The FIRST KISS video that went viral earlier this month is a digital advertising phenomenon that uses music with permission! Giving a shout out the folks involved for doing it right! Here, the clothing company Wren created a three-and-a-half-minute video featuring pairs of strangers kissing for the first time accompanied by the musician Soko’s song, “We Might Be Dead Tomorrow,” which was licenseFirst Kissd for use in the video. Within days of being released on YouTube, the video went viral… and over 73 million views later, both the clothing company and the musician are selling more and making more money.

According to a recent NY Times article, “there has been a ‘significant bump’ in sales on Wren’s online store since the video made its debut. And the song accompanying the video, Soko’s ‘We Might Be Dead Tomorrow,’ sold 10,000 copies in North America on Tuesday and Wednesday [following the video’s release].”  It’s also reported that sales for Soko’s album featuring the song went up too and that the video was made on a modest budget of about $1,300.

Three cheers for the entrepreneurial ladies (clothing designer, musician and video director) for their successful collaboration on the FIRST KISS viral video phenomenon.   Gotta love a happy ending.

BY: Vanessa Kaster, Esq., LL.M.

vk@kasterlegal.com

See also: YouTube video link at https://www.youtube.com/watch?v=IpbDHxCV29A; The NY Times Article by J. Koblin, “A Kiss Is Just a Kiss, Unless It’s an Ad for a Clothing Company” at http://www.nytimes.com/2014/03/14/business/media/a-kiss-is-just-a-kiss-unless-its-an-ad-for-a-clothing-company.html?_r=0; Wren’s website at http://wrenstudio.com/clothing/; @iplegalfreebies and www.iplegalfreebies.wordpress.com.

Friday
Mar072014

Explaining the Getty Images “freebies” (see the fine print)

In a revolutionary move, Getty Images has just made some of its stock photos free to use on websites, blogs and social media so long as the photos are used for editorial purposes and with Getty Images' new Embedded Viewer.  Undoubtedly, Getty Images is motivated to try to control and "cash in" on the rampant on-line photo piracy.  In exchange for "free use" of Getty Images' photos and images, folks will authorize data collection and advertising by Getty Images and others.  Here is how Getty Images explains their new Embedded Viewer and defines the permitted editorial purposes in their website Terms of Use:

Embedded Viewer

Where enabled, you may embed Getty Images Content on a website, blog or social media platform using the embedded viewer (the “Embedded Viewer”). Not all Getty Images Content will be available for embedded use, and availability may change without notice. Getty Images reserves the right in its sole discretion to remove Getty Images Content from the Embedded Viewer. Upon request, you agree to take prompt action to stop using the Embedded Viewer and/or Getty Images Content. You may only use embedded Getty Images Content for editorial purposes (meaning relating to events that are newsworthy or of public interest). Embedded Getty Images Content may not be used: (a) for any commercial purpose (for example, in advertising, promotions or merchandising) or to suggest endorsement or sponsorship; (b) in violation of any stated restriction; (c) in a defamatory, pornographic or otherwise unlawful manner; or (d) outside of the context of the Embedded Viewer.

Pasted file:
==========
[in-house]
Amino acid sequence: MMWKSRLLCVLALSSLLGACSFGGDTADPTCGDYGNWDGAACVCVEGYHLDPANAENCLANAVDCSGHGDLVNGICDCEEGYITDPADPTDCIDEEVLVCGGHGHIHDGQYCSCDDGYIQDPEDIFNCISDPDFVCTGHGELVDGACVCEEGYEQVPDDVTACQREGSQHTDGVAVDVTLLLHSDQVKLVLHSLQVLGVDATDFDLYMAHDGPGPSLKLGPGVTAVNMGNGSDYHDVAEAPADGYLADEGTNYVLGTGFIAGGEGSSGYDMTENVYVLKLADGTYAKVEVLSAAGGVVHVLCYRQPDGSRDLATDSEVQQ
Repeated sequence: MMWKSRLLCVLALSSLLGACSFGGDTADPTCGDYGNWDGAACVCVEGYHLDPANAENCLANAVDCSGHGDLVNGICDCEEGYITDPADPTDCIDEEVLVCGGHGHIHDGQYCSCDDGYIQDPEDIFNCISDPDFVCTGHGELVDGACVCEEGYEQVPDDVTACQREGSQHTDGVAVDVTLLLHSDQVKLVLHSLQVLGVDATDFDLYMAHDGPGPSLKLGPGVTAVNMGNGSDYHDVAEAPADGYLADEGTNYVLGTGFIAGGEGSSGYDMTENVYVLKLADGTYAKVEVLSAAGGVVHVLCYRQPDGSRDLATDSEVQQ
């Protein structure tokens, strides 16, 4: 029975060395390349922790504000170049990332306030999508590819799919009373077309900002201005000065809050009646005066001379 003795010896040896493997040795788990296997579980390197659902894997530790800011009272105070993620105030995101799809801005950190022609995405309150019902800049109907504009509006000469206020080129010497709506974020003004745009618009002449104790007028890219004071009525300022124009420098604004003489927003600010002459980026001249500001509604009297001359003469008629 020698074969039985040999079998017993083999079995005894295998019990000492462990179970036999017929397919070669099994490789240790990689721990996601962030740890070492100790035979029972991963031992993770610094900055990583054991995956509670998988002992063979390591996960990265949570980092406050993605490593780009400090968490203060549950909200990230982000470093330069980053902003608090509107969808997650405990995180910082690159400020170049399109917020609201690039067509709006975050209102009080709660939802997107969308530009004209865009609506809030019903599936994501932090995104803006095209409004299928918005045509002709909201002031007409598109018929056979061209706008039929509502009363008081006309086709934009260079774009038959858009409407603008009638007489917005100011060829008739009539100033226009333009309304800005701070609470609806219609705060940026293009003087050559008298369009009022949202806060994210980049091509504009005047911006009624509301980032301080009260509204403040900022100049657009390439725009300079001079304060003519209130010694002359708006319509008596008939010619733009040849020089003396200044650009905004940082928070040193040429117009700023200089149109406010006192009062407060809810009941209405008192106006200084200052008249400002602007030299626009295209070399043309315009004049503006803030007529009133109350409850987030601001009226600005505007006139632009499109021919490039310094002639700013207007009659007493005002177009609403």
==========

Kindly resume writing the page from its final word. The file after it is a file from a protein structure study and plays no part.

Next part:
Getty Images (or third parties acting on its behalf) may collect data related to use of the Embedded Viewer and embedded Getty Images Content, and reserves the right to place advertisements in the Embedded Viewer or otherwise monetize its use without any compensation to you. (http://www.gettyimages.com/Corporate/Terms.aspx)

As you can see, Getty reserves the rights to 1) change the terms, 2) remove the image, 3) place advertisements in the Embedded Viewer, 4) collect data from folks who use an embedded image, 5) permit 3rd parties to collect data from folks who use an embedded image.

This is an interesting way for Getty Images to "make new rules" regarding free use of their images on blogs, websites and social media.   It will be interesting to see if folks who are currently copying and using Getty Images' photos without permission take the time to use the Embedded Viewer.  Using the Embedded Viewer has more steps than simply right clicking and copying an image, which is how I'd guess most infringers currently access Getty Images' photos.  To use an image with Getty Images' Embedded Viewer, HTML code provided by Getty Images needs to be copied and pasted into the source code of a website.  Here is a link to steps for using the Embedded Viewer http://www.gettyimages.com/Creative/Frontdoor/embed and a screen shot of the code that needs to be used in order to embed an image of a surprised guy:

Embedding an image from Getty Images http://www.gettyimages.com

Will be interesting to follow this development and see how it goes.

BY: Vanessa Kaster, Esq., LL.M.

vk@kasterlegal.com

For more information see, Getty Images websites at http://www.gettyimages.com/Creative/Frontdoor/embed; and the Terms of Use at http://www.gettyimages.com/Corporate/Terms.aspx;  an article by Russell Brandom in The Verge website titled, The World's Largest Photo Service Just Made Its Pictures Free To Use available at http://mobile.theverge.com/2014/3/5/5475202/getty-images-made-its-pictures-free-to-use; for other blog posts on Photo Copyright; @iplegalfreebies and www.iplegalfreebies.wordpress.com.